Rectification is the process through which a tragedy site is put right and used again. The site gains only temporary notoriety in the aftermath of the tragedy. Associations with the fatal event eventually weaken, and the site is reintegrated into the activities of everyday life. No sense of honor or dishonor remains attached to the site; it is, so to speak, exonerated of involvement in the tragedy. Of the four outcomes I outline, rectification frequently produces the least activity at the tragedy site—often only the cleaning up of visible evidence of an accident or tragedy. Sometimes neglect and abandonment ensue before the site is put to a new use, but changes are little noted and rarely discussed. Rectification is the rule for the vast majority of sites touched by tragedy and violence. These are the sites of events that fail to gain the sense of significance that inspires sanctification or designation and lack the shameful connotations that spur obliteration. Rectification, then, is the most common outcome when tragedies come to be viewed as accidents and when violence is interpreted as senseless.
The Accidental Tragedy
Of all tragedy sites, those associated with accidents are the ones most likely to disappear from the landscape and to prove difficult to find. These sites are exonerated of blame and assume a role analogous to that of the innocent bystander. The tragedy could have happened anywhere. That it afflicted a particular site is purely a matter of chance. These events are always followed by a search for a cause, usually in an official investigation and/or in heated litigation. The focus of the investigation is both to determine blame and to propose preventive measures. As soon as this is accomplished, any notoriety attached to the site usually dissipates. Thus, when an airplane or train crashes, the public focuses on the cause with an eye toward preventing similar accidents and loses interest in the site itself. Attention continues to focus on the site only in those situations, discussed above, where the tragedy claims many victims from a single group and induces a sense of community loss.
I noticed somewhat unexpectedly that, although these scars disappear from the immediate site, the accidents frequently lead to visble changes elsewhere. This is because once the cause of an accident ts determined, remedial action may be taken all over the country or, indeed, all over the world. The great urban fires of the nineteenth century—the Chicago Fire of 1871 being just one of many—resulted in new building codes requiring brick and masonry construction where wood had previously been the norm. Requirements for fire escapes, emergency lighting, and fire doors can all be traced to specific disasters. New technologies have been a key to America's rise as an urban and industrial society, but at the cost of many lives. The safety measures in effect today are almost all after the fact. They endure long after evidence of the precipitating accidents has disappeared.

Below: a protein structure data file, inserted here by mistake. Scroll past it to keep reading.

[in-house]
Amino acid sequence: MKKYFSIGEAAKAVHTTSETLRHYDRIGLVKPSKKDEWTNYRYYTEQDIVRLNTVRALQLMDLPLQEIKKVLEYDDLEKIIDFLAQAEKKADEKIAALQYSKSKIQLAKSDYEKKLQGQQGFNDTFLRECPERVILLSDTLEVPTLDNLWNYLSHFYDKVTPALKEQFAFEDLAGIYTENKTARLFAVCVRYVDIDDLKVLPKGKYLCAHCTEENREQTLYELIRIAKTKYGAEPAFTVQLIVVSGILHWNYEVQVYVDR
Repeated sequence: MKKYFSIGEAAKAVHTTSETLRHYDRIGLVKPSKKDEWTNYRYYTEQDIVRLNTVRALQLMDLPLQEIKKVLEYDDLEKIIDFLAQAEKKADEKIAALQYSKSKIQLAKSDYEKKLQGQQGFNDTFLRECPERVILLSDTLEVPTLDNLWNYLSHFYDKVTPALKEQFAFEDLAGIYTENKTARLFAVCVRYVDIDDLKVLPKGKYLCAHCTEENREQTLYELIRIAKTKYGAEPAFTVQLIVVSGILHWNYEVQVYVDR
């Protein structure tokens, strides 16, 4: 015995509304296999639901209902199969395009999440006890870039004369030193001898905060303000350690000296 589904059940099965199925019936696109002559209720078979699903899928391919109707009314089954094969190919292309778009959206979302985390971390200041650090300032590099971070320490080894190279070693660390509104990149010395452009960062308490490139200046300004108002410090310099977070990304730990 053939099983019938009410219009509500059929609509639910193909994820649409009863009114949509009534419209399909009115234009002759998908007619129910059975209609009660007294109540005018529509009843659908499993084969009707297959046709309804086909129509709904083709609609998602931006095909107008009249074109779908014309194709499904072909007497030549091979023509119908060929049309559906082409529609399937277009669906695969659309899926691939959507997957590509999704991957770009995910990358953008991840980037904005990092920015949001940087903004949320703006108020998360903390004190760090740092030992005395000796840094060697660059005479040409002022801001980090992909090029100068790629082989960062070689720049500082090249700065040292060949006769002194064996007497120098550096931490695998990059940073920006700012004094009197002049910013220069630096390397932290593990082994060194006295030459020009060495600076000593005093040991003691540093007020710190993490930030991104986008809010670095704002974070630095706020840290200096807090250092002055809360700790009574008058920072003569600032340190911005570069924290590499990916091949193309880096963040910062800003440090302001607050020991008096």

Rectification is also the rule in cases of "senseless" violence. These are events such as spontaneous riots at sports events or stray acts of terror that neither attain significance as ethical or heroic struggles nor induce a strong sense of community loss. These are acts of violence that come to be interpreted as "accidents." An example is the Wall Street bombing of 1920, when a powerful, shrapnel-covered bomb was detonated in the heart of New York's financial district, killing thirty, wounding two hundred, and causing tremendous property damage. The crime was never solved, nor was it claimed, even anonymously, as an act of revenge or terror. Without a sense of meaning, and since its victims were struck at random, the event faded from public attention. The site was "cleansed," rectified, and returned to use. All that remains are stray shrapnel scars in the stone of a few Wall Street buildings. Most acts of homicide eventually come to be viewed as senseless, or rather, as lacking the deeper meaning that would result in sanctification or even designation. Rectification is the outcome in these situations. Only in situations where the violence induces a great sense of shame is another outcome possible—obliteration.
Obliteration entails actively effacing all evidence of a tragedy to cover it up or remove it from view. Obliteration goes beyond rectification, for the site is not just cleansed but scoured. The site is not returned to use but more commonly removed from use. If the site is ever occupied again—usually after a long period of time—it will be put to a wholly different use. In many respects obliteration is the opposite of sanctification. Whereas sanctification leads to the permanent marking of a site and its consecration to a cause, martyr, or hero, effacement demands that all evidence of an event be removed and that consecration never take place. Whereas sanctification is spurred by the wish to remember an event, obliteration stems from a desire to forget. Sanctification leads to veneration of a place, whereas obliteration leaves only stigma. As is to be expected, events that lead to obliteration are nearly the opposite of those that inspire sanctification. Rather than being tied to heroes and martyrs, obliterated sites are associated with notorious and disreputable characters—mobsters, assassins, and mass murderers. Instead of illustrating human character at its best, obliterated sites draw attention to the dark side of human nature and its capacity for evil.